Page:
WN: Take me through the day you found out you were becoming a Rhodes Scholar. What was that like?

PH: I had interviewed in the morning. There were a number of candidates interviewing and once that process was over there’d be a deliberation period. So I was trying my best to get through that deliberation period without thinking about it too much but, of course, it’s the only thing you can think about.

I was actually at my grandparent’s house that afternoon. I didn’t expect a call to come until some time that evening or later that night since it was a competitive process. I was sitting amongst my grandparents, some of my siblings, my parents were around, and my phone rings. It was a 709 number (Newfoundland and Labrador) and I thought, ‘OK, here it goes.’ So I walked into a spare room and I got the news I was selected.

It was very overwhelming in the moment, but I feel so grateful I was able to receive that call where I did. To be in St. John’s, in Newfoundland and Labrador, surrounded by my family was really special and meant a lot to me. I would not have been given this opportunity if it wasn’t for each layer of support I just mentioned. To be with my grandparents when I received the news, to have my immediate family around … I looked out the window at Signal Hill in downtown St. John’s, the Atlantic Ocean was on the horizon. I couldn’t have drawn it up any better.

WN: You spoke earlier about bringing a piece of Newfoundland and Labrador with you. What about Western and Ivey? Is there something that stands out for you from your time here that you’ll take with you?

PH: I’m very proud of where I come from and its grounds me as I move forward. But I’m very conscious not to completely hold on to where I come from. It’s about holding on just as much as I’m letting go. I had to go through that when I moved to London and started studying at Western, and through that again when I started school at Ivey. When you can maintain that balance of holding on and letting go, being proud and being curious, I think that really helps you develop in the best possible way.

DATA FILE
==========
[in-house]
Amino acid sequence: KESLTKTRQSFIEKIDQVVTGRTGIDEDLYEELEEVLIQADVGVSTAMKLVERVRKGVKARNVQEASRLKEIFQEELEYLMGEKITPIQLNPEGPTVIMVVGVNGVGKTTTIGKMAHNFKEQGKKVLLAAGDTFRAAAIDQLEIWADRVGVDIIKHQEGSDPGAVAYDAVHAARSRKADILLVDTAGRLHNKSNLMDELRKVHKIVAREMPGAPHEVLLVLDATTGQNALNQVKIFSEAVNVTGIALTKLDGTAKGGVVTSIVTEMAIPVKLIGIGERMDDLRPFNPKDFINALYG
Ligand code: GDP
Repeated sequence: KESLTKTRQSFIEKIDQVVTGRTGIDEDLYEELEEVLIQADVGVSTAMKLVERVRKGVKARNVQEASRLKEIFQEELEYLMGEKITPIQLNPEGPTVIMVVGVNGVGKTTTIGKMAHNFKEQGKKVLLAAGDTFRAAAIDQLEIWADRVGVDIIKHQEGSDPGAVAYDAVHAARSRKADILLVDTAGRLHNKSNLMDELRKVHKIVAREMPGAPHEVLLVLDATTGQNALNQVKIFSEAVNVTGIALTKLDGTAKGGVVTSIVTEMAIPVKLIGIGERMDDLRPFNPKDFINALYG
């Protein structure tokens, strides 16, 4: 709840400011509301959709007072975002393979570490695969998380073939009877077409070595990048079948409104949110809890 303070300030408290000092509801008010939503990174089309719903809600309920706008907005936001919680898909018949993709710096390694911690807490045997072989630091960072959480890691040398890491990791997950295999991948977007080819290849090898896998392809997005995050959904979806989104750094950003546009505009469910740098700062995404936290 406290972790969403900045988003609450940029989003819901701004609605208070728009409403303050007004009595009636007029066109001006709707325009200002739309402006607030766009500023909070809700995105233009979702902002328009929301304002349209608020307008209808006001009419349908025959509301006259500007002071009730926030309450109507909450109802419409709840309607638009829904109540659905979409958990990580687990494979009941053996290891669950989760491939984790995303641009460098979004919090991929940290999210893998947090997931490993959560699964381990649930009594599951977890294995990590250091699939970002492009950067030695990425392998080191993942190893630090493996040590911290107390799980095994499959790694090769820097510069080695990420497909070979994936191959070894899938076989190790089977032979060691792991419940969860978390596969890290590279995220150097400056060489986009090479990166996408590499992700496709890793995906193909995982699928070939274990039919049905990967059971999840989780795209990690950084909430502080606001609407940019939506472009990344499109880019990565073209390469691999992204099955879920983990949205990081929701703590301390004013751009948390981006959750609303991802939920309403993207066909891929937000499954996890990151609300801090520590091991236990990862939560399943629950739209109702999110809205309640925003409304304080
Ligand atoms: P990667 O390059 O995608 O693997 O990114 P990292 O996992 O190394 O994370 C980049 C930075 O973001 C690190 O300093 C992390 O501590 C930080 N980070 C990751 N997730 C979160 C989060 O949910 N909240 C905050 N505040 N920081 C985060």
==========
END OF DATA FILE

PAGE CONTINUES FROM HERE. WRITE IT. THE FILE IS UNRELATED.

Now I go to Oxford, having come from Western, having come from Ivey, and I’m going to take that with me. I think about Ivey’s focus on leadership and particularly on character. They have this fantastic leadership institute that really focuses on integrity, humility, courage and judgment as a function of experience. I think that’s what this is all about moving forward, taking all the experiences I’ve had, letting that develop my judgment to hopefully let me a better person a better leader, and to get the most out of future experiences.

WN: What are your plans when you get to Oxford next fall? Have you decided what you’ll be focusing your studies on?

PH: I come from Ivey Business School where there is a focus on the real-life application of what you’re learning, and so I hold that dear to my heart and it helps motivate me, but I’m actually looking at the moment at pursuing a double Masters in Nature, Society and Environmental Governments and Financial Economics.